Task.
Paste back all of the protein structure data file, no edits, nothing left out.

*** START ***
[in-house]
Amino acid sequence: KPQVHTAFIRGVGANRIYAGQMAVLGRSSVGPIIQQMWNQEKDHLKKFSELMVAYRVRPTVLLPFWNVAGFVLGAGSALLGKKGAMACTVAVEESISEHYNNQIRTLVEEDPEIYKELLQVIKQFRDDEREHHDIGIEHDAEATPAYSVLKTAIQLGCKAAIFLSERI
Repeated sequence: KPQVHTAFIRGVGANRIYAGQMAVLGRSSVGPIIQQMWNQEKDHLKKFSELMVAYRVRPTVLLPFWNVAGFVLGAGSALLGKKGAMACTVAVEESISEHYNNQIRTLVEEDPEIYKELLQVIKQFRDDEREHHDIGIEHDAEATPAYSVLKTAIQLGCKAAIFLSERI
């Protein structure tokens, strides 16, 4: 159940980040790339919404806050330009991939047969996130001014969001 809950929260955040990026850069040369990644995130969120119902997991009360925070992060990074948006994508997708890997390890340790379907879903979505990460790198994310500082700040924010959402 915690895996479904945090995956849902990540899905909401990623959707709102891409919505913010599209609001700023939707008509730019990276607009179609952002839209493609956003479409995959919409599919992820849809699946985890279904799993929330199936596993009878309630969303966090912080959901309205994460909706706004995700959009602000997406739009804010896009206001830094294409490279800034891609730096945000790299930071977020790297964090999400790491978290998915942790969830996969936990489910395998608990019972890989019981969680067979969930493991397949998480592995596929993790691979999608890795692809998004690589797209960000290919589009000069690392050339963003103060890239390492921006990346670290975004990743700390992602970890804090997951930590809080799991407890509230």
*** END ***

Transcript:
[in-house]
Amino acid sequence: KPQVHTAFIRGVGANRIYAGQMAVLGRSSVGPIIQQMWNQEKDHLKKFSELMVAYRVRPTVLLPFWNVAGFVLGAGSALLGKKGAMACTVAVEESISEHYNNQIRTLVEEDPEIYKELLQVIKQFRDDEREHHDIGIEHDAEATPAYSVLKTAIQLGCKAAIFLSERI
Repeated sequence: KPQVHTAFIRGVGANRIYAGQMAVLGRSSVGPIIQQMWNQEKDHLKKFSELMVAYRVRPTVLLPFWNVAGFVLGAGSALLGKKGAMACTVAVEESISEHYNNQIRTLVEEDPEIYKELLQVIKQFRDDEREHHDIGIEHDAEATPAYSVLKTAIQLGCKAAIFLSERI
């Protein structure tokens, strides 16, 4: 159940980040790339919404806050330009991939047969996130001014969001 809950929260955040990026850069040369990644995130969120119902997991009360925070992060990074948006994508997708890997390890340790379907879903979505990460790198994310500082700040924010959402 915690895996479904945090995956849902990540899905909401990623959707709102891409919505913010599209609001700023939707008509730019990276607009179609952002839209493609956003479409995959919409599919992820849809699946985890279904799993929330199936596993009878309630969303966090912080959901309205994460909706706004995700959009602000997406739009804010896009206001830094294409490279800034891609730096945000790299930071977020790297964090999400790491978290998915942790969830996969936990489910395998608990019972890989019981969680067979969930493991397949998480592995596929993790691979999608890795692809998004690589797209960000290919589009000069690392050339963003103060890239390492921006990346670290975004990743700390992602970890804090997951930590809080799991407890509230």